The Biden administration has in recent months stepped up measures to restrict Chinese companies' access to the most advanced semiconductors.
China, which seeks to become self-sufficient in semiconductor design, says those measures are aimed at maintaining US supremacy in the field.
From Tuesday, Chinese companies seeking to export gallium or germanium will need to obtain a licence, according to a directive from the Ministry of Commerce.
Under the new rules, they will also need to provide information on the final recipient and give details about their end use.
China accounts for 94 percent of the world's production of gallium -- used in integrated circuits, LEDs and photovoltaic panels -- according to a report by the European Union published this year.
For germanium, essential for fibre optics and infrared, China makes up 83 percent of production.
The export curbs "send a clear signal that China holds all of the power in this dangerous game", analyst James Kennedy told AFP, calling the curbs "an unambiguous message" to the United States.
"If the US chooses further escalation, China's next response will have consequences."
For now, he said, China "aims to cause a minimum of damage" to the United States, because their needs in gallium and germanium are "low" and the metals can be acquired elsewhere.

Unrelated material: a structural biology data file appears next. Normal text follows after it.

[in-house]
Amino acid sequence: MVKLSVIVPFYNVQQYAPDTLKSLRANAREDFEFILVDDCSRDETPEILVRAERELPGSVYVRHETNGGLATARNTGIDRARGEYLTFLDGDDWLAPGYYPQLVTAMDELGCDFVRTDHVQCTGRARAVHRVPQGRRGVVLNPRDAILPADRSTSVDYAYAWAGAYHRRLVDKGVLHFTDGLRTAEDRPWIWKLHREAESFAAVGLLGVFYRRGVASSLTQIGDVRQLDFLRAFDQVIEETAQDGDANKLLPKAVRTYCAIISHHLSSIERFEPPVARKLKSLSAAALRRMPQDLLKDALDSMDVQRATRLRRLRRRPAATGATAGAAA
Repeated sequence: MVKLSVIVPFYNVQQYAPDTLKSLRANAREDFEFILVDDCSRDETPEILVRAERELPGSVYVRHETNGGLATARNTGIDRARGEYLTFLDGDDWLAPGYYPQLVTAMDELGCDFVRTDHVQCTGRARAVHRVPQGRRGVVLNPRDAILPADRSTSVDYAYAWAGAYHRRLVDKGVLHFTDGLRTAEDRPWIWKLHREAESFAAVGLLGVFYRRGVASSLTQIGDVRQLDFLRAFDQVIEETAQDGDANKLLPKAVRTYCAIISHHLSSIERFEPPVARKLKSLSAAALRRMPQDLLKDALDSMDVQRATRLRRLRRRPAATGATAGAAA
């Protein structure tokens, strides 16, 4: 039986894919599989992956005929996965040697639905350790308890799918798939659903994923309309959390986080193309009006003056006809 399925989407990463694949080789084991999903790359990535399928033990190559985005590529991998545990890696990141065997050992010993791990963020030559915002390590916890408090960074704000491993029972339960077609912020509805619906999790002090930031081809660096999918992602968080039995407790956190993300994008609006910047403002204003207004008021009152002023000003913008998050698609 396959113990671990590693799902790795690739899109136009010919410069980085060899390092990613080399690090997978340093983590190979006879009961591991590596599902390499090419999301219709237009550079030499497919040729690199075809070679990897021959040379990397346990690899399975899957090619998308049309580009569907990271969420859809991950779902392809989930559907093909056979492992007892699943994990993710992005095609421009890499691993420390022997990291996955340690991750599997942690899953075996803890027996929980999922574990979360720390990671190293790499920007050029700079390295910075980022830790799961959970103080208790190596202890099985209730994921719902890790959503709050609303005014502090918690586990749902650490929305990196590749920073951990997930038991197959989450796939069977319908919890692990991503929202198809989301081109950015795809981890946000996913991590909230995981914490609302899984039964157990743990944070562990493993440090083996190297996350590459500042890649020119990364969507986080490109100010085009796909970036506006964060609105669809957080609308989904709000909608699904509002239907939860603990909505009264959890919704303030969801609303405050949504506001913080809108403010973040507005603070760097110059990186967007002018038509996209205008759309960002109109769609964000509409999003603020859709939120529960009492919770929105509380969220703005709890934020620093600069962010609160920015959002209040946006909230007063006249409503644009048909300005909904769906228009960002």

The measures come as the Biden administration mulls fresh curbs on Chinese access to high-tech chips, as well as on outbound US investments in China.
- Drone export ban -
They also follow curbs by Beijing on the exports of certain types of unmanned aerial vehicles, also known as drones.
As of September 1, exporters will require a licence laying out their end use as well as other details before they can be sold overseas.
A China commerce ministry spokesperson said the move was not aimed at "any specific country or territory".
But they did cite the risk of drones "being converted for military use" in justifying the restrictions.
China is a major exporter of drones, with the US-blacklisted DJI representing more than 70 percent of global market share, according to CNBC.
The company's drones are reported to have been used extensively by both sides in the war in Ukraine.
In April 2022, DJI said it was temporarily suspending business in both Russia and Ukraine while it "internally reassess(ed) compliance requirements".
The United States has accused China of mulling arms shipments to support Russia's campaign -- claims Beijing has strongly denied.
A US intelligence report last week said Beijing likely supplied Moscow with dual-use civilian-military equipment employed in Ukraine, but noted that it is "difficult to ascertain the extent to which (China) has helped Russia evade and circumvent sanctions and export controls".
Space Technology News - Applications and Research
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